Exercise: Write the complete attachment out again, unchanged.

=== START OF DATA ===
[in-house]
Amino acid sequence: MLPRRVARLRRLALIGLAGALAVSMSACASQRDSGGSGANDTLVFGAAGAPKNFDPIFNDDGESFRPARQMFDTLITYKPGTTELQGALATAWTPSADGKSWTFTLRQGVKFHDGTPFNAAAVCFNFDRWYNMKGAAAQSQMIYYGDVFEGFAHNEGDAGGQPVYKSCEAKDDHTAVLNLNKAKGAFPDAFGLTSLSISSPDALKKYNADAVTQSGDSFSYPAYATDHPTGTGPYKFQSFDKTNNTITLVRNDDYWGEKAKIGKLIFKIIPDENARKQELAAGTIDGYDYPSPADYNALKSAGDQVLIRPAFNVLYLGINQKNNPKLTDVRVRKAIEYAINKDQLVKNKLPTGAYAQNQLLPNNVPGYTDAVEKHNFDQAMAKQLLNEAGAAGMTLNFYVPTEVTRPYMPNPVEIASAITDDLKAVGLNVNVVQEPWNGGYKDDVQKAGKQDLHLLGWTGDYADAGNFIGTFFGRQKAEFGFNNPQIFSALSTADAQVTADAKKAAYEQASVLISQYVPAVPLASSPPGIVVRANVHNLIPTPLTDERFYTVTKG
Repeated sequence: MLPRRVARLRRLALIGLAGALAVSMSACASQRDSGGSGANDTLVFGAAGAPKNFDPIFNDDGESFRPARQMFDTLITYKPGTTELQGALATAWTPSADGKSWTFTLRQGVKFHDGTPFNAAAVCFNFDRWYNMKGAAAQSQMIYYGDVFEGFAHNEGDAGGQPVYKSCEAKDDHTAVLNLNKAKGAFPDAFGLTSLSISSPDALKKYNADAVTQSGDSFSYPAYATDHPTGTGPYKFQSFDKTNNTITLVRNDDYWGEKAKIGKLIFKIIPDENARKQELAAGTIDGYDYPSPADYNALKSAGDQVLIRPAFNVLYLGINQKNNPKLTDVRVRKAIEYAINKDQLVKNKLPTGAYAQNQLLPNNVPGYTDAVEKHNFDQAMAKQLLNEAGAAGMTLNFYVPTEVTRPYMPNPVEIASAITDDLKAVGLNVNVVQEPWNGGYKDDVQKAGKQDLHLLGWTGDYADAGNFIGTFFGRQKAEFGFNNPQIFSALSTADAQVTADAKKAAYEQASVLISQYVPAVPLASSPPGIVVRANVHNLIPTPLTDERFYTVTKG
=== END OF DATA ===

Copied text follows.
[in-house]
Amino acid sequence: MLPRRVARLRRLALIGLAGALAVSMSACASQRDSGGSGANDTLVFGAAGAPKNFDPIFNDDGESFRPARQMFDTLITYKPGTTELQGALATAWTPSADGKSWTFTLRQGVKFHDGTPFNAAAVCFNFDRWYNMKGAAAQSQMIYYGDVFEGFAHNEGDAGGQPVYKSCEAKDDHTAVLNLNKAKGAFPDAFGLTSLSISSPDALKKYNADAVTQSGDSFSYPAYATDHPTGTGPYKFQSFDKTNNTITLVRNDDYWGEKAKIGKLIFKIIPDENARKQELAAGTIDGYDYPSPADYNALKSAGDQVLIRPAFNVLYLGINQKNNPKLTDVRVRKAIEYAINKDQLVKNKLPTGAYAQNQLLPNNVPGYTDAVEKHNFDQAMAKQLLNEAGAAGMTLNFYVPTEVTRPYMPNPVEIASAITDDLKAVGLNVNVVQEPWNGGYKDDVQKAGKQDLHLLGWTGDYADAGNFIGTFFGRQKAEFGFNNPQIFSALSTADAQVTADAKKAAYEQASVLISQYVPAVPLASSPPGIVVRANVHNLIPTPLTDERFYTVTKG
Repeated sequence: MLPRRVARLRRLALIGLAGALAVSMSACASQRDSGGSGANDTLVFGAAGAPKNFDPIFNDDGESFRPARQMFDTLITYKPGTTELQGALATAWTPSADGKSWTFTLRQGVKFHDGTPFNAAAVCFNFDRWYNMKGAAAQSQMIYYGDVFEGFAHNEGDAGGQPVYKSCEAKDDHTAVLNLNKAKGAFPDAFGLTSLSISSPDALKKYNADAVTQSGDSFSYPAYATDHPTGTGPYKFQSFDKTNNTITLVRNDDYWGEKAKIGKLIFKIIPDENARKQELAAGTIDGYDYPSPADYNALKSAGDQVLIRPAFNVLYLGINQKNNPKLTDVRVRKAIEYAINKDQLVKNKLPTGAYAQNQLLPNNVPGYTDAVEKHNFDQAMAKQLLNEAGAAGMTLNFYVPTEVTRPYMPNPVEIASAITDDLKAVGLNVNVVQEPWNGGYKDDVQKAGKQDLHLLGWTGDYADAGNFIGTFFGRQKAEFGFNNPQIFSALSTADAQVTADAKKAAYEQASVLISQYVPAVPLASSPPGIVVRANVHNLIPTPLTDERFYTVTKG